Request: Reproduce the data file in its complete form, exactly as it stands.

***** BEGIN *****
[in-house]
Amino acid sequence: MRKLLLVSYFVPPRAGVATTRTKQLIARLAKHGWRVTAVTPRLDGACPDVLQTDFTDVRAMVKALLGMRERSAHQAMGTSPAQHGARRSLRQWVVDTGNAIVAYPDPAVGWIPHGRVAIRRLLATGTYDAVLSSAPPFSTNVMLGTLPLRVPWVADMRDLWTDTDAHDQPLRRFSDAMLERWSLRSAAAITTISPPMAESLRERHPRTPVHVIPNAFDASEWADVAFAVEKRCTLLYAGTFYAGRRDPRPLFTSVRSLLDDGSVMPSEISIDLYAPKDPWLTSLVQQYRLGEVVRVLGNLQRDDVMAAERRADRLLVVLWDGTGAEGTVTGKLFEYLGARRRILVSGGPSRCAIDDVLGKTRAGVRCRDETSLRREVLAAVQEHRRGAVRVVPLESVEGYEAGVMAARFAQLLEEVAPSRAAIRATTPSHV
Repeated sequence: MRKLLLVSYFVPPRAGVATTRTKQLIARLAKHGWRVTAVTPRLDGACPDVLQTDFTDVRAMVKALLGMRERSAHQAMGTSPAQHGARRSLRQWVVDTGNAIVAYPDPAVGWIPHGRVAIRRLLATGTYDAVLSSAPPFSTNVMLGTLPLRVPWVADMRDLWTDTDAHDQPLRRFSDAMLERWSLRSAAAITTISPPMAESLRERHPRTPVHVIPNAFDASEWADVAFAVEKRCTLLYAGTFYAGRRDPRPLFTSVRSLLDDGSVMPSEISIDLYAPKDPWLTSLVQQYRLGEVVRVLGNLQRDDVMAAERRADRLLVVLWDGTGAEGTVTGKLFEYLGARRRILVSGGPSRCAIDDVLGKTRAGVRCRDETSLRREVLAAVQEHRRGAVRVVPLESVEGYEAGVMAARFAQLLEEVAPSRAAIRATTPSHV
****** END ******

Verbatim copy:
[in-house]
Amino acid sequence: MRKLLLVSYFVPPRAGVATTRTKQLIARLAKHGWRVTAVTPRLDGACPDVLQTDFTDVRAMVKALLGMRERSAHQAMGTSPAQHGARRSLRQWVVDTGNAIVAYPDPAVGWIPHGRVAIRRLLATGTYDAVLSSAPPFSTNVMLGTLPLRVPWVADMRDLWTDTDAHDQPLRRFSDAMLERWSLRSAAAITTISPPMAESLRERHPRTPVHVIPNAFDASEWADVAFAVEKRCTLLYAGTFYAGRRDPRPLFTSVRSLLDDGSVMPSEISIDLYAPKDPWLTSLVQQYRLGEVVRVLGNLQRDDVMAAERRADRLLVVLWDGTGAEGTVTGKLFEYLGARRRILVSGGPSRCAIDDVLGKTRAGVRCRDETSLRREVLAAVQEHRRGAVRVVPLESVEGYEAGVMAARFAQLLEEVAPSRAAIRATTPSHV
Repeated sequence: MRKLLLVSYFVPPRAGVATTRTKQLIARLAKHGWRVTAVTPRLDGACPDVLQTDFTDVRAMVKALLGMRERSAHQAMGTSPAQHGARRSLRQWVVDTGNAIVAYPDPAVGWIPHGRVAIRRLLATGTYDAVLSSAPPFSTNVMLGTLPLRVPWVADMRDLWTDTDAHDQPLRRFSDAMLERWSLRSAAAITTISPPMAESLRERHPRTPVHVIPNAFDASEWADVAFAVEKRCTLLYAGTFYAGRRDPRPLFTSVRSLLDDGSVMPSEISIDLYAPKDPWLTSLVQQYRLGEVVRVLGNLQRDDVMAAERRADRLLVVLWDGTGAEGTVTGKLFEYLGARRRILVSGGPSRCAIDDVLGKTRAGVRCRDETSLRREVLAAVQEHRRGAVRVVPLESVEGYEAGVMAARFAQLLEEVAPSRAAIRATTPSHV